All of this wonderful work of God on our behalf—without which death would have devoured us forever—began when a teenage Jewish girl said, “Let it be done to me according to your word.” So we return to the mystery of the Annunciation and why it is so important—and also why the Immaculate Virgin Mary is venerated so highly by the Church. She was the means by which our salvation came to pass, or shall we say, she provided that which was necessary for our Savior to save us, his human nature.
It is impossible to separate the mysteries of the Incarnation and the Cross, and so it is perhaps fitting that this feast does usually occur during Lent. The third Sunday of Lent is the Sunday of the Holy Cross, and very soon we will be entering the profound mystery of the Passion of Christ. Between these two shines a pure and gentle light from the Heart of the Mother, an opening to the joy that is the ultimate plan of God and that secretly underlies even the agony of the Cross, for we know how the story ends, or rather, that the story never ends—for death shall be swallowed up by Life in the Resurrection of Christ. Then the angel’s prophecy will be fulfilled: “Of his Kingdom there will be no end.” We affirm our faith in this every time we pray the Nicene Creed.
For now, we live in faith and in hope. The joy of the Age to Come has not yet been manifested, only promised. We have miles to go before we sleep, that is, before this earthly journey comes to an end and we enter into eternal rest from the labors and sufferings of this life. In the time that still remains we must align our hearts and thoughts with those of Our Lady, who said yes to the will of God in all things. It was not only at the Annunciation that her consent was required to fulfill the will of God. Her whole life had to be a surrender, a selfless embrace of the mystery of God in her life, in both joy and sorrow. Her yes was perhaps hardest to pronounce as she stood at the foot of the Cross. It’s one thing to say yes when hearing that you are miraculously going to be the Mother of the Messiah, who will reign forever, and quite another to see this Messiah condemned, tortured and executed with common criminals.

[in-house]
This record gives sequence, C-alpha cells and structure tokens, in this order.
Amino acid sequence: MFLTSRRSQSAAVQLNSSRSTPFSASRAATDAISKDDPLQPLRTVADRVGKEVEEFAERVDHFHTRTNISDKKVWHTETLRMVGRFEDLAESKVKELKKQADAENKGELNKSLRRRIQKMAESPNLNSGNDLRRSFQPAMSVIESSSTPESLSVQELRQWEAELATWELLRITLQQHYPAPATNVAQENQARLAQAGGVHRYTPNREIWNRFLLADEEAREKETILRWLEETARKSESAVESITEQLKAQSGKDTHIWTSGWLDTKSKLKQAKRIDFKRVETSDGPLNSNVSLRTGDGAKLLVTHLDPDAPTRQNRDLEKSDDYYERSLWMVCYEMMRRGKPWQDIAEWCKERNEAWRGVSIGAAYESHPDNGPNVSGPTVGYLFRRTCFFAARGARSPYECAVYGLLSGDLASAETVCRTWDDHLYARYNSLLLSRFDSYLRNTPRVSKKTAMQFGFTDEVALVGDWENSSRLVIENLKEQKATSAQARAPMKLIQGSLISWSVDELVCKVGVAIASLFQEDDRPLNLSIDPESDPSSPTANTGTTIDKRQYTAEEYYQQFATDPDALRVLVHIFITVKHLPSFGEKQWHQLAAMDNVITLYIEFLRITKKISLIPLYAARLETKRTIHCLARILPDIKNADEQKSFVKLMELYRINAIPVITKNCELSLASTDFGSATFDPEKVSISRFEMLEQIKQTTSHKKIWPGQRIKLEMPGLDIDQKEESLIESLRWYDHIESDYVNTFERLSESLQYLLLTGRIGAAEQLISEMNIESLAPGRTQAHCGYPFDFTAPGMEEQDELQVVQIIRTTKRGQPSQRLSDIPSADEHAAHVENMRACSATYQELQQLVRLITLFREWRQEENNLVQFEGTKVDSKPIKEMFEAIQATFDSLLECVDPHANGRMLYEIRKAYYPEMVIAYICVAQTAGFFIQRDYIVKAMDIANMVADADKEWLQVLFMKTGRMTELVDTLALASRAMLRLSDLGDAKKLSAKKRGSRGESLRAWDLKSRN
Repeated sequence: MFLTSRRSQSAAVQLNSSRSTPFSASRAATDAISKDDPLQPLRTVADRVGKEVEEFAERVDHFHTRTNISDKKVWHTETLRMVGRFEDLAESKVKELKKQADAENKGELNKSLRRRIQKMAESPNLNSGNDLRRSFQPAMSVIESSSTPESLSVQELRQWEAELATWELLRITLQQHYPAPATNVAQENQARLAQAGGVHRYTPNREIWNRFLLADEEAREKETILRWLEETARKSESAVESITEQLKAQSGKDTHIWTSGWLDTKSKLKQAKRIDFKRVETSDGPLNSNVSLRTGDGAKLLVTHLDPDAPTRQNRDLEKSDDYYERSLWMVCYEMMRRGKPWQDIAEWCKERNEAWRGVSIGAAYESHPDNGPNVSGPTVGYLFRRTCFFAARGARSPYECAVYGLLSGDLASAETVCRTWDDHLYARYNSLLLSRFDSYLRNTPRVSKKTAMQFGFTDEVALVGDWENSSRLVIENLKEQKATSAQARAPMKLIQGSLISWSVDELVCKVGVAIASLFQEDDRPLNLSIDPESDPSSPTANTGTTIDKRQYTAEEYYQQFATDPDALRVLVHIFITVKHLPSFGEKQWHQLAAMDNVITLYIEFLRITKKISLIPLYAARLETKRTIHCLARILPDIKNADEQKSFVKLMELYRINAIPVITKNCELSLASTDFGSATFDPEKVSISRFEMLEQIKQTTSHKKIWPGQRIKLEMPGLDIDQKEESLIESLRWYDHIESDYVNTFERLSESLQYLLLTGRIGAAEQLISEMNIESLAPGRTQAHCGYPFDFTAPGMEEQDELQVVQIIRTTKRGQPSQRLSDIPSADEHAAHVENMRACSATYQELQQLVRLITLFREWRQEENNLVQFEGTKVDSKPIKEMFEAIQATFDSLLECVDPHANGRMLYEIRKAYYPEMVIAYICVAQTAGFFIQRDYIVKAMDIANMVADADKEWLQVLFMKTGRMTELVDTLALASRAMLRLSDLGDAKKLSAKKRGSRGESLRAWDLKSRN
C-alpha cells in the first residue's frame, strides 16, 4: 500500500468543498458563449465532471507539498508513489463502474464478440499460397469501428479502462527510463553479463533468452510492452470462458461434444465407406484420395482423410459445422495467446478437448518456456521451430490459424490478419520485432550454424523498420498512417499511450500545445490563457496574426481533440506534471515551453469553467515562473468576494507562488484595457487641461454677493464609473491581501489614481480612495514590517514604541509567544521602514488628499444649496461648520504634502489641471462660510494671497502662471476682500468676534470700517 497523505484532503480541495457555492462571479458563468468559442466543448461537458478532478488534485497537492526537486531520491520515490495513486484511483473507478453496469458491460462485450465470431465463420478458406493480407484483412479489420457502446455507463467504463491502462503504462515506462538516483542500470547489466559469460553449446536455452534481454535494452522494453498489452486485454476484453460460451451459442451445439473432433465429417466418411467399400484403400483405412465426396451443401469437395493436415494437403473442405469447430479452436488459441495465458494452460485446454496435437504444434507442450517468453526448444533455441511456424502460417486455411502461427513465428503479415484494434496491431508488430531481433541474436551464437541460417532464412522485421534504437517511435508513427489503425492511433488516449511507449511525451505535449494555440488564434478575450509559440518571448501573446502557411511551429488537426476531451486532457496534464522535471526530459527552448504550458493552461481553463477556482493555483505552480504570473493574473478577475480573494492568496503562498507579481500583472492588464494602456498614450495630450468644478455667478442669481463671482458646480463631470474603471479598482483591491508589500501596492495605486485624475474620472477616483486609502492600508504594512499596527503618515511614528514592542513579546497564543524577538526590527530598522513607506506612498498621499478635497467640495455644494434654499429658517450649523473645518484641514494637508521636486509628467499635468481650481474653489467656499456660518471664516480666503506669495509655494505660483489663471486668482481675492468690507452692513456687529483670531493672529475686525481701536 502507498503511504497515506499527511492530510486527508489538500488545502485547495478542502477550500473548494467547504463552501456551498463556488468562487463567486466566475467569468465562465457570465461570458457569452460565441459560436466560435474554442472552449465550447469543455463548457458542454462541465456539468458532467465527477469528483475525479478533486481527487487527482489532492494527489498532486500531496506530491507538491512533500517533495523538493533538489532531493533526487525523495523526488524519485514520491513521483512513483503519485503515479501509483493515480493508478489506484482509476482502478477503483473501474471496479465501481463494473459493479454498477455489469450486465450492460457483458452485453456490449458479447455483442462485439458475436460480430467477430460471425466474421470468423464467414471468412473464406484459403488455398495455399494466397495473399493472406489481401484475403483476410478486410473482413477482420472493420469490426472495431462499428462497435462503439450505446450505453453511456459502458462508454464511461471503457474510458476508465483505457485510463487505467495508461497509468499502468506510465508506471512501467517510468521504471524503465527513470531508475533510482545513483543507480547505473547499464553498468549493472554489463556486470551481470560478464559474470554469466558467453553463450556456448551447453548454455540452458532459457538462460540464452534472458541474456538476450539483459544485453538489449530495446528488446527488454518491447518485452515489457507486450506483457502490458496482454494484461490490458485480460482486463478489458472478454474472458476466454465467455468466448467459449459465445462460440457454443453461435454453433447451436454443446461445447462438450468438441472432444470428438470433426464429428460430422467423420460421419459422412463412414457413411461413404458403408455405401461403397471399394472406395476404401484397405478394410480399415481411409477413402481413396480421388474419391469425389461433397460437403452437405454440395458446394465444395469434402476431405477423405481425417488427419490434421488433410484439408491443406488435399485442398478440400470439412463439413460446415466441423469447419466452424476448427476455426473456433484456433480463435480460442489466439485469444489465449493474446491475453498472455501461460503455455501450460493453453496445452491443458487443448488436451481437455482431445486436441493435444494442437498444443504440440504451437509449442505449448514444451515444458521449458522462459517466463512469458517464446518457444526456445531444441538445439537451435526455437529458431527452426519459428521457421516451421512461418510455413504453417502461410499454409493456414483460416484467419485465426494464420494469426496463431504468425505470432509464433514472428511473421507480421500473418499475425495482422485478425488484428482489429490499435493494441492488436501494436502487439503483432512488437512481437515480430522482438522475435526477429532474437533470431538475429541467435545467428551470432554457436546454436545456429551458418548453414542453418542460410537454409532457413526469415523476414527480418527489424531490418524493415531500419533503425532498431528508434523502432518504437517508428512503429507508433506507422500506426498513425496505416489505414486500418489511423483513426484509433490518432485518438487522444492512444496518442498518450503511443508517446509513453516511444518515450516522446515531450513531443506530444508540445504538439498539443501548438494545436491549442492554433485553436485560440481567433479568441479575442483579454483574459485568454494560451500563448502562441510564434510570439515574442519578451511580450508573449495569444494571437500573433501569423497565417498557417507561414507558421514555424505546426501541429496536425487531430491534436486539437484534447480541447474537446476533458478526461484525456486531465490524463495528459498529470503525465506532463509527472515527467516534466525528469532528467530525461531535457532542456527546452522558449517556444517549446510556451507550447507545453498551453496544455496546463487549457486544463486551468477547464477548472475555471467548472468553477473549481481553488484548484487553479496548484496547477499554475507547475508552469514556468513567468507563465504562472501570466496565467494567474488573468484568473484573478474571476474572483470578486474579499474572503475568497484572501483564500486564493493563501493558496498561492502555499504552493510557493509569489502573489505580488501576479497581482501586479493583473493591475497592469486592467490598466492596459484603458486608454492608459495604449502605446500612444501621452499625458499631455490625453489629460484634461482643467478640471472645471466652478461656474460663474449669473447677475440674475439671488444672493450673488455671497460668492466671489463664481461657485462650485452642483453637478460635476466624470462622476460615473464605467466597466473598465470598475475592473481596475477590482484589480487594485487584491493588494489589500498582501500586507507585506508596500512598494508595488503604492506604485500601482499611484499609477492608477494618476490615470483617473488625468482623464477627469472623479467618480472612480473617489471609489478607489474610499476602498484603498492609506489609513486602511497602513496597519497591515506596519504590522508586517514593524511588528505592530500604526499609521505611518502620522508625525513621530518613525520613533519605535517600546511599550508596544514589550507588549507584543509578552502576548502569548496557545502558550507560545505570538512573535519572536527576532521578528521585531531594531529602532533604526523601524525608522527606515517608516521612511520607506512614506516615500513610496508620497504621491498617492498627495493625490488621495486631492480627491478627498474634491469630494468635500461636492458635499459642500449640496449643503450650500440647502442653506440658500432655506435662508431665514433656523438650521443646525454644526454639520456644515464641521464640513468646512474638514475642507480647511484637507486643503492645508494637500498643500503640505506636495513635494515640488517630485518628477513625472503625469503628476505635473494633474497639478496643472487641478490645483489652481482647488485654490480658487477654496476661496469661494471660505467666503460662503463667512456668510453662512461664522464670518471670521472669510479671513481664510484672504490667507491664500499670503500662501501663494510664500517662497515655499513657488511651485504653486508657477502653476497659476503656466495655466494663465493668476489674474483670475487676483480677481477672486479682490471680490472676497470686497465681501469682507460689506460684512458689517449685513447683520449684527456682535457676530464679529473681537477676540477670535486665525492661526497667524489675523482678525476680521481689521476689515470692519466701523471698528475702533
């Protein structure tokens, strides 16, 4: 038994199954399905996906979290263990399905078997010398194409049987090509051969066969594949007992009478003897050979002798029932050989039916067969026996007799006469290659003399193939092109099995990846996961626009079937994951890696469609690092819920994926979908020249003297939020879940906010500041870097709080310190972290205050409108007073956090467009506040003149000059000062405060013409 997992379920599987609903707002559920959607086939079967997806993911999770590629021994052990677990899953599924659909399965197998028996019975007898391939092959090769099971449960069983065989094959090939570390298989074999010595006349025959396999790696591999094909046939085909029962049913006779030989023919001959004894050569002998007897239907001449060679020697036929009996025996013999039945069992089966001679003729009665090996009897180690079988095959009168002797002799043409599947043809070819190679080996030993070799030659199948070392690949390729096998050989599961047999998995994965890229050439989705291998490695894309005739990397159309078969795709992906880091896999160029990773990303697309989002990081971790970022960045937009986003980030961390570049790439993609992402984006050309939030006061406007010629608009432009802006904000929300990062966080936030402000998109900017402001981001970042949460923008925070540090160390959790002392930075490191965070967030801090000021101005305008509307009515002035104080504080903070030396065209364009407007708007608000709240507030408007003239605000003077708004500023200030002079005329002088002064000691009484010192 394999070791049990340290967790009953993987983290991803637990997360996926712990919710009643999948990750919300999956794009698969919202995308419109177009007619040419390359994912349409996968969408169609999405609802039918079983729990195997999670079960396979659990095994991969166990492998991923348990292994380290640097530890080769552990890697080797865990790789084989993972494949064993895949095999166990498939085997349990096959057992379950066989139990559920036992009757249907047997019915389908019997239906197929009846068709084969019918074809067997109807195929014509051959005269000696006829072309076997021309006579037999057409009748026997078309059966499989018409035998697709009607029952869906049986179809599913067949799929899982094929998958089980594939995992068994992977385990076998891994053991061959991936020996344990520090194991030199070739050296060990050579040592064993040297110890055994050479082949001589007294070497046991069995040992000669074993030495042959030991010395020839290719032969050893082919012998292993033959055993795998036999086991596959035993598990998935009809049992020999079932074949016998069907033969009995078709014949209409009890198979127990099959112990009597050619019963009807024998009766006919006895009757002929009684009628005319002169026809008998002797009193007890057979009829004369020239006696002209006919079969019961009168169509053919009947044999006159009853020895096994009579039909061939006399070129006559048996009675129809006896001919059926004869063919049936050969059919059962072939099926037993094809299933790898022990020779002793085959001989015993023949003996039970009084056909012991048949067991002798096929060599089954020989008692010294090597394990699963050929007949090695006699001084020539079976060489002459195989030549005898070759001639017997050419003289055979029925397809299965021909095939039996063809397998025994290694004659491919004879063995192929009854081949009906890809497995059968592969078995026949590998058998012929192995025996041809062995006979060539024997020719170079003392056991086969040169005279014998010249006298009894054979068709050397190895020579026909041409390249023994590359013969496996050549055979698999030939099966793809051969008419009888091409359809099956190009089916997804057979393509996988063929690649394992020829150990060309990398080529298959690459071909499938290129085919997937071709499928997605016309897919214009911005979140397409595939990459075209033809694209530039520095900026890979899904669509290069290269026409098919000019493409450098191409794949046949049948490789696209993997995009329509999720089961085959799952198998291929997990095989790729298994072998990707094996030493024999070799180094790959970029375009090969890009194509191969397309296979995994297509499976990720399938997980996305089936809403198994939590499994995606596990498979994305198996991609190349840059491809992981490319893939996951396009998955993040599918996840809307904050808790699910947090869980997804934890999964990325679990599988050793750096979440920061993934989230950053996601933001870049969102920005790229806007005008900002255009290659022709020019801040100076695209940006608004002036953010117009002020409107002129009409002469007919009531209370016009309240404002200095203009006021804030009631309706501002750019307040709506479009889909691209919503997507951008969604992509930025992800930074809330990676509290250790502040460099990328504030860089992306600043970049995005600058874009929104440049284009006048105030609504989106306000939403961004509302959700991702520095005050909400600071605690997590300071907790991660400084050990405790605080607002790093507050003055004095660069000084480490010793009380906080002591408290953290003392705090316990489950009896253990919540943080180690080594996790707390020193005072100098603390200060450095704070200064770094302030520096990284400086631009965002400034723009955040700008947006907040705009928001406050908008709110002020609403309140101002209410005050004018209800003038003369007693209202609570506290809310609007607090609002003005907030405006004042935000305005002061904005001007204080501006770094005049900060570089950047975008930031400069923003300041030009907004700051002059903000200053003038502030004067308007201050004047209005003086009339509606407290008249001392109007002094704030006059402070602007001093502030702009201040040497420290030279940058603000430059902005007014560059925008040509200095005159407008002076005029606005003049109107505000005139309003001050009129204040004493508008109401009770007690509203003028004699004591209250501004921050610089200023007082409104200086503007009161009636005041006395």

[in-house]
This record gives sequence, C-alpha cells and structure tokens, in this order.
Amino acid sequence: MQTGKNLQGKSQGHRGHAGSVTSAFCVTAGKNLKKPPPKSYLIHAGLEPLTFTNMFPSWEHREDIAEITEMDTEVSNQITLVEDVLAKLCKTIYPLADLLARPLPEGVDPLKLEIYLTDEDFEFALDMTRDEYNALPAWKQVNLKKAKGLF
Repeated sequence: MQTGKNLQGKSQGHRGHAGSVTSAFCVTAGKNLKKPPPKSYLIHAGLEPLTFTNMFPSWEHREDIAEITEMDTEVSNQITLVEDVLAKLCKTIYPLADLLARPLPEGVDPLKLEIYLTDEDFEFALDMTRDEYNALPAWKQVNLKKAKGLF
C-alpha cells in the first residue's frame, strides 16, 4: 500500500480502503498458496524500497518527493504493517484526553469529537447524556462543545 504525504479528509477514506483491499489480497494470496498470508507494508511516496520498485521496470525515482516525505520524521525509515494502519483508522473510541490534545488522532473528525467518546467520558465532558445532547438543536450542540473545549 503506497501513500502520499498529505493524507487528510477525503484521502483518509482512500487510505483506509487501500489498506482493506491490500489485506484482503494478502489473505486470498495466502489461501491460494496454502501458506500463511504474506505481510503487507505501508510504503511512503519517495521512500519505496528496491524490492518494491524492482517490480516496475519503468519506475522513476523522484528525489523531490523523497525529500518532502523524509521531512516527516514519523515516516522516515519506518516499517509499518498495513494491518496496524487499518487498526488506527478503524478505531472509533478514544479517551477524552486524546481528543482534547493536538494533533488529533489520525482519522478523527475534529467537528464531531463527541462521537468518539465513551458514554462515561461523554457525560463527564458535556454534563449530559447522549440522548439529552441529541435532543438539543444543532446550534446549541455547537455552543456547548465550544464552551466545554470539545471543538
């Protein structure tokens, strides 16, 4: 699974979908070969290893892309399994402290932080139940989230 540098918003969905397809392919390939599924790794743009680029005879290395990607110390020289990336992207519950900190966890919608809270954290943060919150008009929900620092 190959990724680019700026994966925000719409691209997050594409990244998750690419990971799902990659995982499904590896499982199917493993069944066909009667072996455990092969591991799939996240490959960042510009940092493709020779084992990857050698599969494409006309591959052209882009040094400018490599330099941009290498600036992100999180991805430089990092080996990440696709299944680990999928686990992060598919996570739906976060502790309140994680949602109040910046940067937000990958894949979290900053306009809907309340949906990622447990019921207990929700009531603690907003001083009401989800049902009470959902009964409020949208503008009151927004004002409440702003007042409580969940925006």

There are liturgical texts in which Mary recalls the mystery of the Annunciation as she stands before the Cross, wondering what had become of the angel’s prophecies of joy and glory, now that her whole world, her love, her hope, was pierced by nails and torn by scourges. But she wouldn’t leave Him, wouldn’t despair, and thus she said yes to God to the bitter end, and so was rewarded with the revelation of his Resurrection, with the Gift of the Holy Spirit on Pentecost, and with eternal joy in Heaven. She is the Queen Mother glorified at the side of the King, her Son, as the mothers of the sons of David, the kings of Israel, were honored in their time (see, for example, 1Kgs. 2:19). But this Queen Mother and her Son are unlike any that went before them and any that came since. For she alone had conceived in her womb and bore a divine Son, whom she called Jesus. The Holy Spirit had come upon her and the Power of the Most High overshadowed her. The Child that was born was called the Son of God. He was great, for He was the Son of the Most High; and He reigns forever, for his Kingdom will have no end.